DMC determined that ambrisentan, an endothelin receptor agonist, did not show treatment benefit.
Gilead Sciences is halting its Phase III trial of ambrisentan in patients with idiopathic pulmonary fibrosis (IPF) due to lack of efficacy. During an interim analysis of unblinded data, the study’s Data Monitoring Committee (DMC) found no evidence that the treatment would benefit the patients randomized to receive ambrisentan.
Ambrisentan is an endothelin receptor antagonist. It is approved under the tradename Letairis® as a once-daily treatment to improve exercise capacity and delay clinical worsening of pulmonary arterial hypertension (PAH) in patients with WHO functional class II or III symptoms. In May 2009, Gilead reported results from an open-label, single-arm, Phase III study evaluating ambrisentan in PAH patients with class II and III symptoms as well as other etiologies. The trial demonstrated a mean 21-meter improvement from baseline in six-minute walk distance at 24 weeks.
This year’s third-quarter sales of Letairis increased 26% to $60.4 million, up from $48.1 million for the third quarter of 2009. Gilead says that sales were primarily driven by volume growth in the U.S. In 2009, Letairis sales increased 63% to $183.9 million from $112.9 million in 2008.
Commenting on Gilead’s decision to stop ambrisentan development in IPF, Avik Roy, healthcare analyst at Monness, Hardt, points out, “This comes on the heels of last March’s failure of Actelion’s Tracleer in IPF and reiterates the high barriers to entry for competitors to conduct successful clinical trials in IPF.
“IPF is a graveyard for clinical trials. Endothelin antagonists such as Letairis and Tracleer have long thought to have potential in IPF, but large clinical trials of these compounds in the disease have consistently failed,” says Roy. “Actelion invested in three expensive Phase III studies for Tracleer in IPF and ended up with nothing.
“Actelion is also studying a second-generation endothelin antagonist, macitentan, whose Phase II study in IPF is due to report out in the second half of 2011,” Roy continues. “Our expectations for this compound are low, given the experience of Letairis and Tracleer. However, even if macitentan manages to succeed, in Europe it would almost certainly be used in addition to, rather than instead of, InterMune’s Esbriet.”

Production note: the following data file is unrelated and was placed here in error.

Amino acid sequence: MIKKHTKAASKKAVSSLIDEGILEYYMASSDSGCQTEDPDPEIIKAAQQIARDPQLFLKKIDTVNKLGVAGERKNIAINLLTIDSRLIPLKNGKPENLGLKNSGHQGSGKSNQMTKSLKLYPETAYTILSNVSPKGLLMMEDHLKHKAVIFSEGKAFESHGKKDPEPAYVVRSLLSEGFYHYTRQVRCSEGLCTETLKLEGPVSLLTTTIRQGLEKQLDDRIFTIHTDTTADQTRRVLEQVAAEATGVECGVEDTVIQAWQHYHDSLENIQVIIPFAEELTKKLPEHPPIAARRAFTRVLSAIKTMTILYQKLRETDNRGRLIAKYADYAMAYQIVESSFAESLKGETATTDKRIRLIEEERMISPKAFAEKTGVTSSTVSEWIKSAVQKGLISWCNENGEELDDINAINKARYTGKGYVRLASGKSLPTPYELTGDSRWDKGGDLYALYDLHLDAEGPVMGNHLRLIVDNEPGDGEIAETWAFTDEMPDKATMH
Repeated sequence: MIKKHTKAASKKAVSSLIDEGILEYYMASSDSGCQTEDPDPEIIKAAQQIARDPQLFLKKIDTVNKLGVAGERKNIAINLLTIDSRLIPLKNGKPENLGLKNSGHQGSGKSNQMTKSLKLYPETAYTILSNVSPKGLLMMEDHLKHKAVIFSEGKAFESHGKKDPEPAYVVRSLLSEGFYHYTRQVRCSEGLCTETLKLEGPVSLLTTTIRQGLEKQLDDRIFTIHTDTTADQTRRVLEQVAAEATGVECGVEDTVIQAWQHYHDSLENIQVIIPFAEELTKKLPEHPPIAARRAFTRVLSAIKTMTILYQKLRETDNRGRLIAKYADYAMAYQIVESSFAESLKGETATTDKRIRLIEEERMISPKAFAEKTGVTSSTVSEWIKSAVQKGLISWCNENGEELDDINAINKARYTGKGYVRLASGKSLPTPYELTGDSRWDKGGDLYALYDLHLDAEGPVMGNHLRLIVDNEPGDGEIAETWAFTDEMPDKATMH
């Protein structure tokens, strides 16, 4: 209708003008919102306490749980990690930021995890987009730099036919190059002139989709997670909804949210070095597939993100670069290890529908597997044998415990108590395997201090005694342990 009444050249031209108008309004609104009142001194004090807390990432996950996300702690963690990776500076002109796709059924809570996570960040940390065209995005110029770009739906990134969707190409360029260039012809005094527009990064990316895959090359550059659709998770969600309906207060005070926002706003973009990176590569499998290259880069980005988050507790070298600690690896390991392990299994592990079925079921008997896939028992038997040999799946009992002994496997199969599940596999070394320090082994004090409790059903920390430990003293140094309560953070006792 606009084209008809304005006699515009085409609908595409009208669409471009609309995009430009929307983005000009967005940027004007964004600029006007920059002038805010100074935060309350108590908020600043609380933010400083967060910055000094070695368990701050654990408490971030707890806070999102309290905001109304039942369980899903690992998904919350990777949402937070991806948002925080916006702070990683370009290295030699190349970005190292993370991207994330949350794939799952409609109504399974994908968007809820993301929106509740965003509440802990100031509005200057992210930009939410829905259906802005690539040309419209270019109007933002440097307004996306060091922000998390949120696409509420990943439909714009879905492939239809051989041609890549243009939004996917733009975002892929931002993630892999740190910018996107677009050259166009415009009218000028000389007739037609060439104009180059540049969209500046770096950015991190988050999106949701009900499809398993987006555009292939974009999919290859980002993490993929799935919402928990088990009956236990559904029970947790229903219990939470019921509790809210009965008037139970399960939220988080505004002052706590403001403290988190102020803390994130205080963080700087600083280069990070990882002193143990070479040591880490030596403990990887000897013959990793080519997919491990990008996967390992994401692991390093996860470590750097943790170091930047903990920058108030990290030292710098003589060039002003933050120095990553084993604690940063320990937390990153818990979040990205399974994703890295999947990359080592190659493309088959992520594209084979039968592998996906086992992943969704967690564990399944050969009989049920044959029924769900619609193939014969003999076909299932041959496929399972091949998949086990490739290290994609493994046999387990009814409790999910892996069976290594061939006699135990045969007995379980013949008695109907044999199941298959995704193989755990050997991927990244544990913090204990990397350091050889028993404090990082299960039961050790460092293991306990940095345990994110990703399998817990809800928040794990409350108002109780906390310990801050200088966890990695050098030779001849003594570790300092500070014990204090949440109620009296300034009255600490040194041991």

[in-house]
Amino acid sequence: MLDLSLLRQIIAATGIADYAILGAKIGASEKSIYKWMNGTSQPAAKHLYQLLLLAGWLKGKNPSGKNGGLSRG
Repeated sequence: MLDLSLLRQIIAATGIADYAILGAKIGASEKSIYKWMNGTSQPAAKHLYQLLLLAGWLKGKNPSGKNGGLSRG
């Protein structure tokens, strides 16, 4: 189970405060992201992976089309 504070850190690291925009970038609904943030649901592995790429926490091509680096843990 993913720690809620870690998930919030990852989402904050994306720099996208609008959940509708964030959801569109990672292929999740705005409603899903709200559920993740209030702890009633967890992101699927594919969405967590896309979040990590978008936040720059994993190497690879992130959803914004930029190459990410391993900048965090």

Earlier this month InterMune received a positive opinion for marketing Esbriet in the EU from EMA’s Committee for Medicinal Products for Human Use. Their recommendation was to approve the drug in adults for the treatment of mild-to-moderate IPF. InterMune expects a final decision in the first quarter of 2011 and to launch Esbriet starting with Germany and France.
In May FDA asked InterMune to run an additional clinical trial despite a positive recommendation from its advisory panels. “There is significant potential for Esbriet to gain approval in countries outside the European Union—Canada and Australia are two examples—and the company’s optimism about extending Esbriet’s exclusivity past 2021 appears well-grounded,” Roy adds.
“Add Gilead to the list of potential ITMN acquirers,” he remarks. “InterMune faces no competition in IPF. InterMune owns the rights to Esbriet everywhere except Japan, Taiwan, and South Korea, making it an ideal bolt-on acquisition for a larger pharmaceutical concern with strong European marketing and distribution infrastructure. GlaxoSmithKline, AstraZeneca, sanofi-aventis, Teva, and Novartis spring immediately to mind.”